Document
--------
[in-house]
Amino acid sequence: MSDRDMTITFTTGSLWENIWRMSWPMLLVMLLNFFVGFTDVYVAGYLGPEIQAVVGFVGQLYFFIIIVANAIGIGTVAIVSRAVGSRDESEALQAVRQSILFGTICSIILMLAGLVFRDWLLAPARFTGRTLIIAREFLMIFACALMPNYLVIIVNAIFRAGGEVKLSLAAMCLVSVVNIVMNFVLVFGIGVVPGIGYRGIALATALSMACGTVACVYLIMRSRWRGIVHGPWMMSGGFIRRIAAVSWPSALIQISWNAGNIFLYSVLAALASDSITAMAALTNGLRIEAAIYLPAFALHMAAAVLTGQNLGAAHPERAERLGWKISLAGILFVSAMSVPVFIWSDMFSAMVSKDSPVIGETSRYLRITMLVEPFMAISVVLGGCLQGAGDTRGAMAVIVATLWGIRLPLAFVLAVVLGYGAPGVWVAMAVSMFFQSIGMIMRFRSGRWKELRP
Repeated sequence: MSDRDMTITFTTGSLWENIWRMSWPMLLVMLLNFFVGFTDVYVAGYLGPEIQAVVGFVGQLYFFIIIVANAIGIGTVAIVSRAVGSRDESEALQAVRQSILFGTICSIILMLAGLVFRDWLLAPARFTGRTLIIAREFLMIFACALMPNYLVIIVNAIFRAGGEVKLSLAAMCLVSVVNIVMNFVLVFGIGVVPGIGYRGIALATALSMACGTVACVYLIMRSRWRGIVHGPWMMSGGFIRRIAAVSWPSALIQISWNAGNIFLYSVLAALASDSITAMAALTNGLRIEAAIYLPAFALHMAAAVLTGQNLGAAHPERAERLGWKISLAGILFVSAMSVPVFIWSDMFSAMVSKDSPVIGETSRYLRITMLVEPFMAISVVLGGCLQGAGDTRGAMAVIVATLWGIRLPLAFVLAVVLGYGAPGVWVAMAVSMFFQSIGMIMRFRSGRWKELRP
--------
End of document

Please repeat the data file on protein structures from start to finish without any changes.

[in-house]
Amino acid sequence: MSDRDMTITFTTGSLWENIWRMSWPMLLVMLLNFFVGFTDVYVAGYLGPEIQAVVGFVGQLYFFIIIVANAIGIGTVAIVSRAVGSRDESEALQAVRQSILFGTICSIILMLAGLVFRDWLLAPARFTGRTLIIAREFLMIFACALMPNYLVIIVNAIFRAGGEVKLSLAAMCLVSVVNIVMNFVLVFGIGVVPGIGYRGIALATALSMACGTVACVYLIMRSRWRGIVHGPWMMSGGFIRRIAAVSWPSALIQISWNAGNIFLYSVLAALASDSITAMAALTNGLRIEAAIYLPAFALHMAAAVLTGQNLGAAHPERAERLGWKISLAGILFVSAMSVPVFIWSDMFSAMVSKDSPVIGETSRYLRITMLVEPFMAISVVLGGCLQGAGDTRGAMAVIVATLWGIRLPLAFVLAVVLGYGAPGVWVAMAVSMFFQSIGMIMRFRSGRWKELRP
Repeated sequence: MSDRDMTITFTTGSLWENIWRMSWPMLLVMLLNFFVGFTDVYVAGYLGPEIQAVVGFVGQLYFFIIIVANAIGIGTVAIVSRAVGSRDESEALQAVRQSILFGTICSIILMLAGLVFRDWLLAPARFTGRTLIIAREFLMIFACALMPNYLVIIVNAIFRAGGEVKLSLAAMCLVSVVNIVMNFVLVFGIGVVPGIGYRGIALATALSMACGTVACVYLIMRSRWRGIVHGPWMMSGGFIRRIAAVSWPSALIQISWNAGNIFLYSVLAALASDSITAMAALTNGLRIEAAIYLPAFALHMAAAVLTGQNLGAAHPERAERLGWKISLAGILFVSAMSVPVFIWSDMFSAMVSKDSPVIGETSRYLRITMLVEPFMAISVVLGGCLQGAGDTRGAMAVIVATLWGIRLPLAFVLAVVLGYGAPGVWVAMAVSMFFQSIGMIMRFRSGRWKELRP